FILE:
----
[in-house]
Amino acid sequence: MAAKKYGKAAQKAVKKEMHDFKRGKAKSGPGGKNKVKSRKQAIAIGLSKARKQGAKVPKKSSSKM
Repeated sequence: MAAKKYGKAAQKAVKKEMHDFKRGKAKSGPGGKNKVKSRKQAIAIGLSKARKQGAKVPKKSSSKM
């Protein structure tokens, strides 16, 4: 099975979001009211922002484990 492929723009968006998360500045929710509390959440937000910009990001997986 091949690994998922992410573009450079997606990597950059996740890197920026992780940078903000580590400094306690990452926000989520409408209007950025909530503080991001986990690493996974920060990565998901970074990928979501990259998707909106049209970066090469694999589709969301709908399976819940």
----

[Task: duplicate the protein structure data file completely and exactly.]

[in-house]
Amino acid sequence: MAAKKYGKAAQKAVKKEMHDFKRGKAKSGPGGKNKVKSRKQAIAIGLSKARKQGAKVPKKSSSKM
Repeated sequence: MAAKKYGKAAQKAVKKEMHDFKRGKAKSGPGGKNKVKSRKQAIAIGLSKARKQGAKVPKKSSSKM
């Protein structure tokens, strides 16, 4: 099975979001009211922002484990 492929723009968006998360500045929710509390959440937000910009990001997986 091949690994998922992410573009450079997606990597950059996740890197920026992780940078903000580590400094306690990452926000989520409408209007950025909530503080991001986990690493996974920060990565998901970074990928979501990259998707909106049209970066090469694999589709969301709908399976819940």